This house once anchored a farm on the edge of Eastman. It’s in the Georgian Cottage style and typical of middle class farms that began to prosper in the years following the Civil War. While it has not been identified or dated as yet, its architecture indicates it was likely built in the decade following the war.
The ruins of a tobacco barn on the driveway leading to the main house, as well as a tenant houses at the end of a row of pecan trees, indicate that this was an active farm well into the 20th century. It appears to have been abandoned for many years and is located on private property. I’m lucky to have been given the opportunity to document it and am grateful to the owner for granting permission facilitated by David Bray. David was a great host in showing the property, which ultimately the owner would like to see moved and saved. Unfortunately, it may be too far gone.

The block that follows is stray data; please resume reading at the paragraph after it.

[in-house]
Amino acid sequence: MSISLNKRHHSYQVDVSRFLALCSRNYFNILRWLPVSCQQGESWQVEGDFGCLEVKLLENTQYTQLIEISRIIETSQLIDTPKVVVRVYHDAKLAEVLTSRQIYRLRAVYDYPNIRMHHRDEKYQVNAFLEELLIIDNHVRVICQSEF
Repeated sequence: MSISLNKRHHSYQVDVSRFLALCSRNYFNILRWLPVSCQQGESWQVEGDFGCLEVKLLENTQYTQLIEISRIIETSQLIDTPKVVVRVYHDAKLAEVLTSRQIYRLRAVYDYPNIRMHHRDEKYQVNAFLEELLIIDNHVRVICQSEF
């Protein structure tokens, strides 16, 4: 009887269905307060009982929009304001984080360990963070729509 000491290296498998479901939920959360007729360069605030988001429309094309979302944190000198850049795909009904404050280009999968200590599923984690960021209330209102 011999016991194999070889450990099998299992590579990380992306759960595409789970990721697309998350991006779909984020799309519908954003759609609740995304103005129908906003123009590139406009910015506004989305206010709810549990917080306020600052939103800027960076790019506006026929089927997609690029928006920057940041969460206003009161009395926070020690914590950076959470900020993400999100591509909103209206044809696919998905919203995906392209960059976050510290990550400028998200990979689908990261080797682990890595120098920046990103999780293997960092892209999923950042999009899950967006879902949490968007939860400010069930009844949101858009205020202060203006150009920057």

The wraparound porch is thought to be a later addition.
It features hand-carved porch posts that give it a bit of a Folk Victorian appearance.
The four interior rooms have been “updated” but still retain wainscot chair rails and what are thought to be the original mantels. The mantels reflect a middle class owner, who used spindles to add ornamentation.
The rear of the house is a mirror image of the front.
I hope the house can be moved and saved, but it would need to happen soon. The owner will give it to someone who will move it; if you know someone with a serious interest, please contact me.